The LCR took part from the start and participated in the writing of this law and also in its diffusion. It should be noted that there are traps to avoid around the question of violence, linked to the stigmatisation of poor areas [quartiers populaires], estates [cités – could also mean blocks of flats] and suburbs [banlieues] which the Right perpetrates: for the Right, violence against women only exists in these areas; furthermore, one must not fall into authoritarian, "security"-centred logic which the government developed, unchallenged by the celebrity organisers of the protests around the death of Marie Trintignant and the release of B. Canata from prison, protests which had no demands other than for a harsher sentence.

Campaigns on job insecurity and young children

In 2007 in two campaigns, the CNDF’s job-security commission produced a very useful leaflet on this theme, and the public service commission produced one on young children. In parallel with the conferences organised around equality at work by Sarkozy, a demonstration had been organised and debate on this theme will continue following a colloquium on the 16th of February.

On the question of young children, the demands and perspectives of the CNDF, summed up in an excellent small pamphlet, are regularly used by different unity initiatives for the defence of public services. Elsewhere the LCR is taking up these proposals in its programme for the municipal elections, its militants having elaborated on them.
One can imagine the impact that all this work would have if it was taken up and reflected in all of our work!

Organisation of "internal" feminist work and its difficulties

Centralisation and co-ordination of feminist interventions

It is difficult for the secretariat to capitalise on the success of the CNF (National Commission for Formation) and to centralise and co-ordinate feminist intervention at the national level, in different cities and regions. There are also specific difficulties which might face local interventions (generation gap, difficulty with or absence of focuses for united intervention, etc.).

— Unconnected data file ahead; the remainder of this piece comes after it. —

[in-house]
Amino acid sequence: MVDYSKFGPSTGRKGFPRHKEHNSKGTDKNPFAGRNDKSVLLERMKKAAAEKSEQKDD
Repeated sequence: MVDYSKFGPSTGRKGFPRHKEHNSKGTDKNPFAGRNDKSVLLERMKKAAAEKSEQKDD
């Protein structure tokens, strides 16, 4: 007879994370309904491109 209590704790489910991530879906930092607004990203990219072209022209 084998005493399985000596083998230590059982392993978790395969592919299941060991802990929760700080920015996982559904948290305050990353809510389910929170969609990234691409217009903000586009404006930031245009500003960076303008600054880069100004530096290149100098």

There is great difficulty in using the internet announce/discuss list, with no exchanges of experience or debates going on, and a total absence of responses to messages sent out.

Educationals and summer school

An important effort has been made in the area of education, in the context of renewing the course and recruitment of teachers.

Certain successes seem to be more broadly diffused within the organisation. But the education, especially at an elementary level, remains a priority during the coming period, especially as regards new activists. But equally the themes of the more advanced courses must be renewed.

Elementary Education

Pursuing the reorganisation of elementary education, transmission of educational activity between generations, diffusion of educational kits in regions, systematic education

 Education of "leaders": two-module intervention in Tôtes courses

 Summer school: a stream of "women" themed classes takes place every year trying to articulate the fundamentals of the oppression of women and debates around various themes. One of the recurrent difficulties is the women’s rights section which should be integrated into all debates.

Operation of the secretariat and generational renewal

We have had successes in terms of new generations of militants but these are challenged today by a resignation. The women’s secretariat today is not operating effectively enough to fulfil all the tasks of centralisation and speeding up of work.

Therefore we have had to stop the organisation of the Parisian regional commission (debates on various themes), which it will be necessary to take up again. It is thus necessary to find the means to engage in a new phase of recruiting a new generation of militants, all the more because that seems to correspond to the demands of a number of younger militants.

The national leadership

It is difficult to carry the themes of the feminist intervention into the national leadership (DN) and to organise the women-only session of the DN, to find it an objective (it must not become a place for discussion of feminist work which would therefore be ignored more in the plenary sessions). It has been suspended for a year, and will perhaps find a use today in particular on the question of the municipal elections.